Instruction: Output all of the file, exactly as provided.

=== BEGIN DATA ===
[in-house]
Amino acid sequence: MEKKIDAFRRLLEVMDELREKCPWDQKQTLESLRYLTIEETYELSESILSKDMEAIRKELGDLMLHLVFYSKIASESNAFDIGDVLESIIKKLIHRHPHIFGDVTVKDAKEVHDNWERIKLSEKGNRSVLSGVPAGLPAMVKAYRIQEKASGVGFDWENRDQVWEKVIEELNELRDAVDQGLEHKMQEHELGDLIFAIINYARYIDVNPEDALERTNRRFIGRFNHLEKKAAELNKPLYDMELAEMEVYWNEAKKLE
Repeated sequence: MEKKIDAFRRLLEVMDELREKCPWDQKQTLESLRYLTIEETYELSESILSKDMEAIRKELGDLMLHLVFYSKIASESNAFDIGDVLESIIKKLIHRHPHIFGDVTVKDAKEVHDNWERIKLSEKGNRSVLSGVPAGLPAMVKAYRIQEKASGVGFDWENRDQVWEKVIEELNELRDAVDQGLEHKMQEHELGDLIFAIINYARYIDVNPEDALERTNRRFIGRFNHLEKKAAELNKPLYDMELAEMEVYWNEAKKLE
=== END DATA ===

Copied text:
[in-house]
Amino acid sequence: MEKKIDAFRRLLEVMDELREKCPWDQKQTLESLRYLTIEETYELSESILSKDMEAIRKELGDLMLHLVFYSKIASESNAFDIGDVLESIIKKLIHRHPHIFGDVTVKDAKEVHDNWERIKLSEKGNRSVLSGVPAGLPAMVKAYRIQEKASGVGFDWENRDQVWEKVIEELNELRDAVDQGLEHKMQEHELGDLIFAIINYARYIDVNPEDALERTNRRFIGRFNHLEKKAAELNKPLYDMELAEMEVYWNEAKKLE
Repeated sequence: MEKKIDAFRRLLEVMDELREKCPWDQKQTLESLRYLTIEETYELSESILSKDMEAIRKELGDLMLHLVFYSKIASESNAFDIGDVLESIIKKLIHRHPHIFGDVTVKDAKEVHDNWERIKLSEKGNRSVLSGVPAGLPAMVKAYRIQEKASGVGFDWENRDQVWEKVIEELNELRDAVDQGLEHKMQEHELGDLIFAIINYARYIDVNPEDALERTNRRFIGRFNHLEKKAAELNKPLYDMELAEMEVYWNEAKKLE